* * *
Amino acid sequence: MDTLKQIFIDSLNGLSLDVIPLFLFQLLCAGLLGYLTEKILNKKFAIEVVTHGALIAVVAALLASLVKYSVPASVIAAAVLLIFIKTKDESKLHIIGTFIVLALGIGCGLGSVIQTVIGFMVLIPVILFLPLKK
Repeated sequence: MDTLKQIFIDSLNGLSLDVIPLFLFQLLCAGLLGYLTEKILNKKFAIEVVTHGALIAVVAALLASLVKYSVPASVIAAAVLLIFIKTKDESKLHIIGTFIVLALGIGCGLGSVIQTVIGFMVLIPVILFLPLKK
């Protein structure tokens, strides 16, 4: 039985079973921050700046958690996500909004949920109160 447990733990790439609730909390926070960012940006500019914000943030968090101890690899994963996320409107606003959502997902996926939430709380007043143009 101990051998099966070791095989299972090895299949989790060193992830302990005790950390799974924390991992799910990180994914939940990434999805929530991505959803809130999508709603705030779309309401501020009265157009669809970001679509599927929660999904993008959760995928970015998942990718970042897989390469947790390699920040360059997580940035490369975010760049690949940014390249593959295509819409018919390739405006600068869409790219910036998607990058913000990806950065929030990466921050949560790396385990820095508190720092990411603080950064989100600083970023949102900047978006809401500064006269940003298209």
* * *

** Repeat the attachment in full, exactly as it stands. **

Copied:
Amino acid sequence: MDTLKQIFIDSLNGLSLDVIPLFLFQLLCAGLLGYLTEKILNKKFAIEVVTHGALIAVVAALLASLVKYSVPASVIAAAVLLIFIKTKDESKLHIIGTFIVLALGIGCGLGSVIQTVIGFMVLIPVILFLPLKK
Repeated sequence: MDTLKQIFIDSLNGLSLDVIPLFLFQLLCAGLLGYLTEKILNKKFAIEVVTHGALIAVVAALLASLVKYSVPASVIAAAVLLIFIKTKDESKLHIIGTFIVLALGIGCGLGSVIQTVIGFMVLIPVILFLPLKK
């Protein structure tokens, strides 16, 4: 039985079973921050700046958690996500909004949920109160 447990733990790439609730909390926070960012940006500019914000943030968090101890690899994963996320409107606003959502997902996926939430709380007043143009 101990051998099966070791095989299972090895299949989790060193992830302990005790950390799974924390991992799910990180994914939940990434999805929530991505959803809130999508709603705030779309309401501020009265157009669809970001679509599927929660999904993008959760995928970015998942990718970042897989390469947790390699920040360059997580940035490369975010760049690949940014390249593959295509819409018919390739405006600068869409790219910036998607990058913000990806950065929030990466921050949560790396385990820095508190720092990411603080950064989100600083970023949102900047978006809401500064006269940003298209």